Chloe Charendoff, Age 12, Non-Hodgin’s Lymphoma

Helping Others Through Hope

Chloe(2005) Chloe was 10 years old when she started displaying cold-like symptoms following a family trip. She didn’t feel too badly but her mom took her to the doctor just to be safe.  The doctor assured her it was the flu.  Chloe got better but two weeks later the symptoms returned and Chloe was diagnosed with non-Hodgkin’s lymphoma.

Twelve-year-old Chloe Charendoff is used to granting favors, but this one was special. One of her doctors asked her to follow him to the pediatric intensive care unit at Texas Children’s Hospital to talk to a woman whose son was just diagnosed with leukemia.  The mother spoke little English and was terrified he was going to die. The doctor introduced Chloe and told the mother her story.  She wrapped her arms around Chloe and, with tears in her eyes, the mother held her tightly because she knew if Chloe could make it there was hope for her son.

Chloe was 10 years old when she started displaying cold-like symptoms following a fun trip to Delaware with her family. She didn’t feel too badly but her mother, Teri, took her to the doctor just to be safe.  The doctor assured her it was the flu and sent them home.  Chloe got better but two weeks later the symptoms returned. Teri also noticed a raised lymph node.  She brought Chloe back to the doctor and was adamant about finding the origin of these symptoms.  The doctor took a chest x-ray, which showed that Chloe had a sizeable mass over her heart.

She was immediately sent to Texas Children’s Hospital emergency room and then routed to Texas Children’s Cancer Center where she went through a battery of tests.  The doctors determined that the mass was malignant but needed to perform a biopsy and take samples of her bone marrow so that they could type the cancer correctly.  Within three days Chloe was diagnosed with non-Hodgkin’s lymphoma.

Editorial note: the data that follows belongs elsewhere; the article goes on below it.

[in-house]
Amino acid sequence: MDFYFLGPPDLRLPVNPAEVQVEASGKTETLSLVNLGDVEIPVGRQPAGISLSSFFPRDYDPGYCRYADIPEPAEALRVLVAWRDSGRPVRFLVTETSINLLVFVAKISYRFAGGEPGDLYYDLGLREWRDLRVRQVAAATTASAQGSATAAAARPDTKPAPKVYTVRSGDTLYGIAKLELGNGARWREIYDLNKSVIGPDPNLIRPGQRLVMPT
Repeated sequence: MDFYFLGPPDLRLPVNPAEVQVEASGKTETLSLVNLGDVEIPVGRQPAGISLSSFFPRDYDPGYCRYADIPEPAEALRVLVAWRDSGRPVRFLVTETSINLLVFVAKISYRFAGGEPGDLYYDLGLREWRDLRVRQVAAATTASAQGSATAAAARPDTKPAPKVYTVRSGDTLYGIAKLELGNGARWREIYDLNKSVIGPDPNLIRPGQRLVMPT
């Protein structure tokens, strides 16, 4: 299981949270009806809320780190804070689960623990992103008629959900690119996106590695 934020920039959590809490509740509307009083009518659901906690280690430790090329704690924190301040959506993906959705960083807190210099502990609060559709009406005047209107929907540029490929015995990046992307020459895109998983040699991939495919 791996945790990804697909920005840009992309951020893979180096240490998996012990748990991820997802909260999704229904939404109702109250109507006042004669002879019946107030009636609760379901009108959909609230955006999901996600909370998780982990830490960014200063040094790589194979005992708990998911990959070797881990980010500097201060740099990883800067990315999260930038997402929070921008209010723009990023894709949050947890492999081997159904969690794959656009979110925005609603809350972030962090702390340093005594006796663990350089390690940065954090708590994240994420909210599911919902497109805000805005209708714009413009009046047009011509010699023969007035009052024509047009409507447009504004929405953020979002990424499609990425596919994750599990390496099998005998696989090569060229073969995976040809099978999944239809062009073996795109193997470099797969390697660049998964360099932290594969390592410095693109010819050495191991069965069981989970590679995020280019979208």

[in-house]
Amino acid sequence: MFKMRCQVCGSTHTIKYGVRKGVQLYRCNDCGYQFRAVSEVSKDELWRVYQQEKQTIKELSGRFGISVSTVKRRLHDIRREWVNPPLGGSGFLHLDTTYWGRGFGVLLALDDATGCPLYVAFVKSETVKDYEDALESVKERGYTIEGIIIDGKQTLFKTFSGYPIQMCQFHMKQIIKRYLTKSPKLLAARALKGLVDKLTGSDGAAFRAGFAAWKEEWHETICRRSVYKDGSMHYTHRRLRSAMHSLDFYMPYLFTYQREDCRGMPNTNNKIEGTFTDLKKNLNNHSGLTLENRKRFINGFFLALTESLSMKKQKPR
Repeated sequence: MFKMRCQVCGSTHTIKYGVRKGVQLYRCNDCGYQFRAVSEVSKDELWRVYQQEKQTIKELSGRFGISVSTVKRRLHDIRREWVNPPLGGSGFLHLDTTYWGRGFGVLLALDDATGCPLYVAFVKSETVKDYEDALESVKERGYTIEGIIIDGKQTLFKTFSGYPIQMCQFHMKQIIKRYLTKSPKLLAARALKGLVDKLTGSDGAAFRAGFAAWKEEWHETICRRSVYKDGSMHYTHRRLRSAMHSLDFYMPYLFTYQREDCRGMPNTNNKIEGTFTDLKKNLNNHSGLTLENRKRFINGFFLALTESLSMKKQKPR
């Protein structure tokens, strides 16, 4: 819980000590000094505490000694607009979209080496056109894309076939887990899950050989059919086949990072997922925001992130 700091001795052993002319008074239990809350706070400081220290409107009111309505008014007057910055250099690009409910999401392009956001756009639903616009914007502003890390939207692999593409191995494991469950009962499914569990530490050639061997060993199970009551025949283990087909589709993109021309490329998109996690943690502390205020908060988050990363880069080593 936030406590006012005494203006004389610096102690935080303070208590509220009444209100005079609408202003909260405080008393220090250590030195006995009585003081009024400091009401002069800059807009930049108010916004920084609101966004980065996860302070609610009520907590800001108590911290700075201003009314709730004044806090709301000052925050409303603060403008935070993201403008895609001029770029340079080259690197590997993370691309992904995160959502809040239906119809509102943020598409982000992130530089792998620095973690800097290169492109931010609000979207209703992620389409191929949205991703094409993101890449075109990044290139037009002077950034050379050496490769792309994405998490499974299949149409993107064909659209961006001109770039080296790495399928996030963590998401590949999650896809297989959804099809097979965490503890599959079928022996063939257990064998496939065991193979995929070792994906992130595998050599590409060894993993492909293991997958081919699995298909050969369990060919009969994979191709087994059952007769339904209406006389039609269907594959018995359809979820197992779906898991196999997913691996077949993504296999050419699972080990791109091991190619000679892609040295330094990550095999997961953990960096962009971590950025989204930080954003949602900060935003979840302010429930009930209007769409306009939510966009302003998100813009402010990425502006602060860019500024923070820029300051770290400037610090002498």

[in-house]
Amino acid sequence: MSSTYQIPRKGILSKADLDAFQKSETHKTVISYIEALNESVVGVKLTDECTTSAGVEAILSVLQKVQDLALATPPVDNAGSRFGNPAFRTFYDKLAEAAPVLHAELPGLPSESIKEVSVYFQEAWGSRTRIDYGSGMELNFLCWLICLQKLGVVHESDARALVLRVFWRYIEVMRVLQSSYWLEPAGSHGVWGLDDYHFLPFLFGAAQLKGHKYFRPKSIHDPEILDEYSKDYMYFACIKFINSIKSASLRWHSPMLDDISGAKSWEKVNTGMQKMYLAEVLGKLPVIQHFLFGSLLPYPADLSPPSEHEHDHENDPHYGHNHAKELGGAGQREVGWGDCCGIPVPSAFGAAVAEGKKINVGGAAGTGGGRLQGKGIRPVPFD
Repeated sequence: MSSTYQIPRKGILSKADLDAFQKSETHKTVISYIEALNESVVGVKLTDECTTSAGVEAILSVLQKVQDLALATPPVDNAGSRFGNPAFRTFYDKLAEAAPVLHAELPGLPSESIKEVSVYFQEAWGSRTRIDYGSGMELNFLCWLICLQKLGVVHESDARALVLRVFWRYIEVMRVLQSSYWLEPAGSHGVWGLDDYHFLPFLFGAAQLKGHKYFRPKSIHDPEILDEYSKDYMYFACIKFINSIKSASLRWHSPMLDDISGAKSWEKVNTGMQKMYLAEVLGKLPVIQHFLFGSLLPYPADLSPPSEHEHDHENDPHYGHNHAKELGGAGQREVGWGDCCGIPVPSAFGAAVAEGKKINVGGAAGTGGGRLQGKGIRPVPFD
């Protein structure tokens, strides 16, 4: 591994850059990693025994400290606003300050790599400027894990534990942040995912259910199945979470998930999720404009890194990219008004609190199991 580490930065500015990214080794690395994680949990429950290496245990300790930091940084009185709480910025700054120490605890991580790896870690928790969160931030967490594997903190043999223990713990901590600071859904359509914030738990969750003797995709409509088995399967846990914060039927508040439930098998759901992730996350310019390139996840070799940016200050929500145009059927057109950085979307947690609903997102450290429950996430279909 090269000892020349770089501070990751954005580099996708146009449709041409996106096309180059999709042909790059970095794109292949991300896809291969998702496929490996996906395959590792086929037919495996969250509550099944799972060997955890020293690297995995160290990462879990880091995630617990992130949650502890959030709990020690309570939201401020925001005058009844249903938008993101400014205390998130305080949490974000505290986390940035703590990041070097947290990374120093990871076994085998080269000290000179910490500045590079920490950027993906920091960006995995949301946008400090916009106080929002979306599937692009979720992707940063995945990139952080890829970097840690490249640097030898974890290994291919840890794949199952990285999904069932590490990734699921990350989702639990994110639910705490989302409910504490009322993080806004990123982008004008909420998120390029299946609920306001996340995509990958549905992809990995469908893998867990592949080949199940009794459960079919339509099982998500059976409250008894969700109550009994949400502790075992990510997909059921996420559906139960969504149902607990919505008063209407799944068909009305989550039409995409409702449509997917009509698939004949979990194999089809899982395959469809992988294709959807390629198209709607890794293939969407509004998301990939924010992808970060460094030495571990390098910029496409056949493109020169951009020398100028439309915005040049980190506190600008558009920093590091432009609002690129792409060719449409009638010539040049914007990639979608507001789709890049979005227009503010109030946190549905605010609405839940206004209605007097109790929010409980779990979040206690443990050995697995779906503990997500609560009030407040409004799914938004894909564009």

“No one wants to hear the cancer word,” said Marc, Chloe’s father.  “But the worst part for me was the waiting — to see what kind of treatment she needed.  I wanted them to start curing her disease right away.”

Chloe was overwhelmed at first.  She bonded with a nurse who took her under her wing and helped her through the process.  Chloe started chemotherapy.  It was in her second round of treatments that everything hit her.  Her father was brushing her beautiful straight hair when they both noticed it was coming out in clumps.  Chloe broke down in tears.

Chloe went through five rounds of chemotherapy. She grew very close to her doctors, nurses, child life specialists and other patients over the five months of her treatment.

“When Chloe heard that she didn’t have to come back for a while she became very sad,” said Marc.  “The doctor had to sit down with her and explain that this was a good thing – it’s what we’ve been shooting for.”

Chloe is now considered in remission and she is very excited that her hair has grown back in curly.  Determined to give back to those who helped her and help others who are going through what she went through, Chloe volunteers on the Texas Children’s Family Advisory Board.

“I can’t say enough about the people at Texas Children’s.  They encourage you to be part of a team,” said Marc.  “You won’t find a distribution of people of that caliber anywhere else.  Whenever Chloe needed anything, whether it be a hug or someone to joke around with or someone to be tough with her, they were there.”